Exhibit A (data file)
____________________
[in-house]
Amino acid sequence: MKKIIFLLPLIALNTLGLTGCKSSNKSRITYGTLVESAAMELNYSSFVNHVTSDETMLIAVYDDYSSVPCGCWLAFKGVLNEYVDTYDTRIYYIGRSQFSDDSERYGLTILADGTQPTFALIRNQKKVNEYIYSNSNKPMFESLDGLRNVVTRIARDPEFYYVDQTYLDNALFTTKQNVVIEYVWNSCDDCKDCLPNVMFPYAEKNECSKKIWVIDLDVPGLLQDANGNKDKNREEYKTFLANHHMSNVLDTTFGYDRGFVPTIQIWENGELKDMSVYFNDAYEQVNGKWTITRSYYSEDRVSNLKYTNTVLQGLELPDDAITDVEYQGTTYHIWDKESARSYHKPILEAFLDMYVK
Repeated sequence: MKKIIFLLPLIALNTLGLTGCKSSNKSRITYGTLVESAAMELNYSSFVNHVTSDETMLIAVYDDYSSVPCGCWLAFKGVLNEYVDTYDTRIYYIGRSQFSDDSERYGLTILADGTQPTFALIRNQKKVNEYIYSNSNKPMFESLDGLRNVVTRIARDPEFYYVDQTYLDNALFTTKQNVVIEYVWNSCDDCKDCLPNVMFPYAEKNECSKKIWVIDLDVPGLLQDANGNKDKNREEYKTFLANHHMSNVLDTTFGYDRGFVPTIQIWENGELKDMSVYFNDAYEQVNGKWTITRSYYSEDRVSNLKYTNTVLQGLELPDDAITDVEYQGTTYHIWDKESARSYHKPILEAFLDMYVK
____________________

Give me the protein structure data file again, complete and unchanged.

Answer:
[in-house]
Amino acid sequence: MKKIIFLLPLIALNTLGLTGCKSSNKSRITYGTLVESAAMELNYSSFVNHVTSDETMLIAVYDDYSSVPCGCWLAFKGVLNEYVDTYDTRIYYIGRSQFSDDSERYGLTILADGTQPTFALIRNQKKVNEYIYSNSNKPMFESLDGLRNVVTRIARDPEFYYVDQTYLDNALFTTKQNVVIEYVWNSCDDCKDCLPNVMFPYAEKNECSKKIWVIDLDVPGLLQDANGNKDKNREEYKTFLANHHMSNVLDTTFGYDRGFVPTIQIWENGELKDMSVYFNDAYEQVNGKWTITRSYYSEDRVSNLKYTNTVLQGLELPDDAITDVEYQGTTYHIWDKESARSYHKPILEAFLDMYVK
Repeated sequence: MKKIIFLLPLIALNTLGLTGCKSSNKSRITYGTLVESAAMELNYSSFVNHVTSDETMLIAVYDDYSSVPCGCWLAFKGVLNEYVDTYDTRIYYIGRSQFSDDSERYGLTILADGTQPTFALIRNQKKVNEYIYSNSNKPMFESLDGLRNVVTRIARDPEFYYVDQTYLDNALFTTKQNVVIEYVWNSCDDCKDCLPNVMFPYAEKNECSKKIWVIDLDVPGLLQDANGNKDKNREEYKTFLANHHMSNVLDTTFGYDRGFVPTIQIWENGELKDMSVYFNDAYEQVNGKWTITRSYYSEDRVSNLKYTNTVLQGLELPDDAITDVEYQGTTYHIWDKESARSYHKPILEAFLDMYVK